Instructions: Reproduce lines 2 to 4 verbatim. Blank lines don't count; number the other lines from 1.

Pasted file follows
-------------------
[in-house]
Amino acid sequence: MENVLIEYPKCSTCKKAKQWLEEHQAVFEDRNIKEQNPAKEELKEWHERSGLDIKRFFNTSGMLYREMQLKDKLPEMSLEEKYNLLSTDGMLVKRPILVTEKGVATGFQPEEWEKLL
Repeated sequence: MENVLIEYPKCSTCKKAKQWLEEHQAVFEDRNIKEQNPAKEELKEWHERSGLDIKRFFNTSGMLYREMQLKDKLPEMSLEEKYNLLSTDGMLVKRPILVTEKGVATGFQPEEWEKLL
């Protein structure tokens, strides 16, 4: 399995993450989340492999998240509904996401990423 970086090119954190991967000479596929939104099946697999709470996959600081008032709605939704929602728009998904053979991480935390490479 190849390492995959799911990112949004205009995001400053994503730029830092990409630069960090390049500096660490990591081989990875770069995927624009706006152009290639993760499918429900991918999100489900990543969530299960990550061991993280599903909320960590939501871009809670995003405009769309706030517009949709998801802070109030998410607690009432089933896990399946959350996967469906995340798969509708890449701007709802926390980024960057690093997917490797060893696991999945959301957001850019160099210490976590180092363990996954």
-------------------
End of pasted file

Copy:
Amino acid sequence: MENVLIEYPKCSTCKKAKQWLEEHQAVFEDRNIKEQNPAKEELKEWHERSGLDIKRFFNTSGMLYREMQLKDKLPEMSLEEKYNLLSTDGMLVKRPILVTEKGVATGFQPEEWEKLL
Repeated sequence: MENVLIEYPKCSTCKKAKQWLEEHQAVFEDRNIKEQNPAKEELKEWHERSGLDIKRFFNTSGMLYREMQLKDKLPEMSLEEKYNLLSTDGMLVKRPILVTEKGVATGFQPEEWEKLL
């Protein structure tokens, strides 16, 4: 399995993450989340492999998240509904996401990423 970086090119954190991967000479596929939104099946697999709470996959600081008032709605939704929602728009998904053979991480935390490479 190849390492995959799911990112949004205009995001400053994503730029830092990409630069960090390049500096660490990591081989990875770069995927624009706006152009290639993760499918429900991918999100489900990543969530299960990550061991993280599903909320960590939501871009809670995003405009769309706030517009949709998801802070109030998410607690009432089933896990399946959350996967469906995340798969509708890449701007709802926390980024960057690093997917490797060893696991999945959301957001850019160099210490976590180092363990996954």